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  1. Why our identities have gotten so deeply enmeshed is these practices and structures is something we need to question – but that’s another post. []
  2. I owe this excellent observation to Tim Clark. []

The Gathering Storm: A Guide to Reformation 2.0 [Part One]

About the Author
David Wagschal

There’s hardly a week that goes by where I’m not somehow reminded of the pressing need for Reformation 2.0 in the Christian church. A bitter sermon; a conversation with a frustrated Christian friend; a depressing news story about this or that church; the silly or embarrassing behaviour of a church leader. I can’t seem to escape it. Everywhere I look I see evidence that the old synthesis is fraying: pastors seem to be regularly and systemically burnt out; theologians are angry, cynical and uncertain; the laity is tired and perplexed; churches stand empty. Sadness, anger and frustration linger everywhere. Distortion and exaggeration seem to be on the rise. Most of all: people seem oddly disconnected from church, even when they don’t want to be. It’s like no one exactly fits the old mold anymore. We’re all standing “outside” of the system now, in different ways. It’s weird.

The atmosphere is so strange. I feel like I can almost smell the storm coming. It’s not all negative: there is a kind of new, almost wild hope in the air too. But something is going to give; and soon.

Read More…


Kicking the Gnostic Habit: The Problem of Faith as Knowledge (Essay)

About the Author
David Wagschal

Three Pillars of the Old Order: Part Three

This post is the final instalment in my three-part series on the central doctrinal pillars of the classical, mainstream synthesis of Christian theology as it has developed since approximately the 4th C. (A bit earlier, to be truthful, but this isn’t history class…)

My central contention in this series is that there is a lot more wrong with this core synthesis than most of us recognize. But if we are going to move towards a new synthesis – which I think is now inevitable – we need to start to engage in a much more open and comfortable critique of these older ideas.

The final pillar in my triad is the idea that Christian faith is a kind of knowledge. This is the subtle but pervasive idea that Christianity is a religion of insight, wisdom, and knowledge. It’s the belief that Christianity is the ultimate “philosophy”, even in the broadest, ancient sense of the word as a wise or holy way of life.

It’s hard to get your mind around the idea that Christianity might not be this, at least not at its core — but once you do, the effect is pretty dramatic.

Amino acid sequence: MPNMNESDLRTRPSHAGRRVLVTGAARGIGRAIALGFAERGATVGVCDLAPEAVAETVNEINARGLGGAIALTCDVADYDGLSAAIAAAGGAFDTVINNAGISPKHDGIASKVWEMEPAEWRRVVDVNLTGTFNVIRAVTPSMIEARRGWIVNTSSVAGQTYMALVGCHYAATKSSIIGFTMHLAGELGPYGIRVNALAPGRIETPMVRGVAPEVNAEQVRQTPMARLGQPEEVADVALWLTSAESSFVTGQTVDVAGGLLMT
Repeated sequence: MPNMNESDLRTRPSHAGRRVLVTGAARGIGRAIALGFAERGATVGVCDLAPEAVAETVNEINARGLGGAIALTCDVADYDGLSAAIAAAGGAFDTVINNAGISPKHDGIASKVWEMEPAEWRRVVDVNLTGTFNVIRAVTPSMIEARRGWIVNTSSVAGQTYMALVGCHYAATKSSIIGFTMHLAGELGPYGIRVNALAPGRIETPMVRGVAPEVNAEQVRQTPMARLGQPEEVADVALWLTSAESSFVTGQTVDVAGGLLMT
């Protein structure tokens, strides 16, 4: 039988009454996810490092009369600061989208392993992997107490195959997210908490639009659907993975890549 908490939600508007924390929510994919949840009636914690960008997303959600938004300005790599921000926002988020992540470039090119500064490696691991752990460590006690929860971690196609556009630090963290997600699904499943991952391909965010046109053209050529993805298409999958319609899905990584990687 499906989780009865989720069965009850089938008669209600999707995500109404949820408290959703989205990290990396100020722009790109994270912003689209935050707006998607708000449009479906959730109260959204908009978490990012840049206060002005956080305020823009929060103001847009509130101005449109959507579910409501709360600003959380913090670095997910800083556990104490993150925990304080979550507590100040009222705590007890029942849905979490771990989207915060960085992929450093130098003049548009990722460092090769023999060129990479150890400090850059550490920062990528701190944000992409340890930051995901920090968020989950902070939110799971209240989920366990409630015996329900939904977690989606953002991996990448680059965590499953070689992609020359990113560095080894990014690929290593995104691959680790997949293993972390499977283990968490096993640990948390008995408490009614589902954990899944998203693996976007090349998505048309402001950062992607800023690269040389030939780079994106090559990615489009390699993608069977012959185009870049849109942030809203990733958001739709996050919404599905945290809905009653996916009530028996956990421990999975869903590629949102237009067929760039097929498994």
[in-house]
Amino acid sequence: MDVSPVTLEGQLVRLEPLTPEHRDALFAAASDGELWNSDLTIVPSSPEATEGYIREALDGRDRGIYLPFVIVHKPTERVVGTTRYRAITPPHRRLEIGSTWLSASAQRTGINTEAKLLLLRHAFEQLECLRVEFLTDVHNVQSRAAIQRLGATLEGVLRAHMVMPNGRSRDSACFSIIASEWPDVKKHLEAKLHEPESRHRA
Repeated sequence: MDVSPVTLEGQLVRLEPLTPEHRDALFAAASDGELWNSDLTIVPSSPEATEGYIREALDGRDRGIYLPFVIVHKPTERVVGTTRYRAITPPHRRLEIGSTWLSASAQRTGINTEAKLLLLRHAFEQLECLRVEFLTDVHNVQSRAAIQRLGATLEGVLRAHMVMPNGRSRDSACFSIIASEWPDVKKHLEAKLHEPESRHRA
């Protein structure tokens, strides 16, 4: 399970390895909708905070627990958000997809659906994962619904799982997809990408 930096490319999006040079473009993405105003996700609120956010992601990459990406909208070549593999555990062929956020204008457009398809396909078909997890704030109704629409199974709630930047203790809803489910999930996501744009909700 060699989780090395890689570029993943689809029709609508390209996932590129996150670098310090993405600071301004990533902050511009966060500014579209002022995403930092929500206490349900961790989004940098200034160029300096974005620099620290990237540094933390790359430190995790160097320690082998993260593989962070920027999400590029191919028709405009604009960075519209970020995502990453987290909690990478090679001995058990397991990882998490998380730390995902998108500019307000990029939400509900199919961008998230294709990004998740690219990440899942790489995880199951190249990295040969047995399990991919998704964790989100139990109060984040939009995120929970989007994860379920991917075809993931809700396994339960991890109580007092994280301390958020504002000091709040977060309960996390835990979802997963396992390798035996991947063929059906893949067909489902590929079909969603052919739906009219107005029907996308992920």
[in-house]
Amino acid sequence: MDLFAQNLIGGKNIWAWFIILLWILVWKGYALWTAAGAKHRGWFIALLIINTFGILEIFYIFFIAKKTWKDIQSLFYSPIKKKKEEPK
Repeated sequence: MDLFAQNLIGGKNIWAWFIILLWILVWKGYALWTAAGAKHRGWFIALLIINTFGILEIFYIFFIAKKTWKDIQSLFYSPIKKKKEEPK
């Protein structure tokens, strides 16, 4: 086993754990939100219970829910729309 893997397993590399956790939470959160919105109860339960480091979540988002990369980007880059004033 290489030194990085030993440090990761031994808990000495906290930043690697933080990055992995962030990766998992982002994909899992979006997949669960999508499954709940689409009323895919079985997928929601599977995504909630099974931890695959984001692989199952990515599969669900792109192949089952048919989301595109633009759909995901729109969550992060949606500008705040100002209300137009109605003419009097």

Read More…


The Problem with Deification (Essay)

About the Author
David Wagschal

Three Pillars of the Old Order – Part Two

 In this series, I’m exploring a few of the fundamental assumptions of what I call the “classical” or “imperial synthesis”.  This is the doctrinal mainstream of Christianity as it has developed since the 4th century or so. It’s most representative forms are perhaps the Roman Catholic, Eastern Orthodox or Calvinist churches, but its assumptions have permeated most forms of Christianity.

My contention is that some of the core doctrines of this synthesis are much more problematic than is often acknowledged. Yet we are still so deeply “within” this synthesis that we rarely directly and frankly question its central ideas.

Last week I looked at the common notion that Scripture is the revelation of God – and the problematic idea that Christianity is somehow at core an exercise in biblical exegesis. This week: salvation as divine transformation.

Read More…

Three Pillars of the Old Order: Part One – Scripture as Divine Revelation

About the Author
David Wagschal

Three Pillars of the Old Order – Part One

I frequently have conversations with friends who ask me: “why have you abandoned the old patristic / Greco-Roman synthesis?”

By “Greco-Roman synthesis”, depending on the conversation, they might mean Catholicism, Orthodoxy, or, for that matter, traditional forms of Calvinism or even Lutheranism.

In all cases they expect that I will launch into a laundry-list of complaints about the institutional problems or moral stances of contemporary churches. They are surprised when I instead answer: “theology.”

Then follows a few uncomfortable moments when they realize that I seriously think we need to question several central pillars of the Great Church synthesis, that is, of the central trajectory of Christian doctrinal elaboration since at least the 3rd/4th C, whether in its eastern or western forms.

Their first reaction is to think I’ve gone a bit crazy. To be fair, even three or four years ago, my reaction would have been similar.

But abandoning the classical synthesis is easier, simpler and maybe more plausible than you might think. Read More…


Luther Reading List Updated

About the Author
David Wagschal

Time to get this blog going again!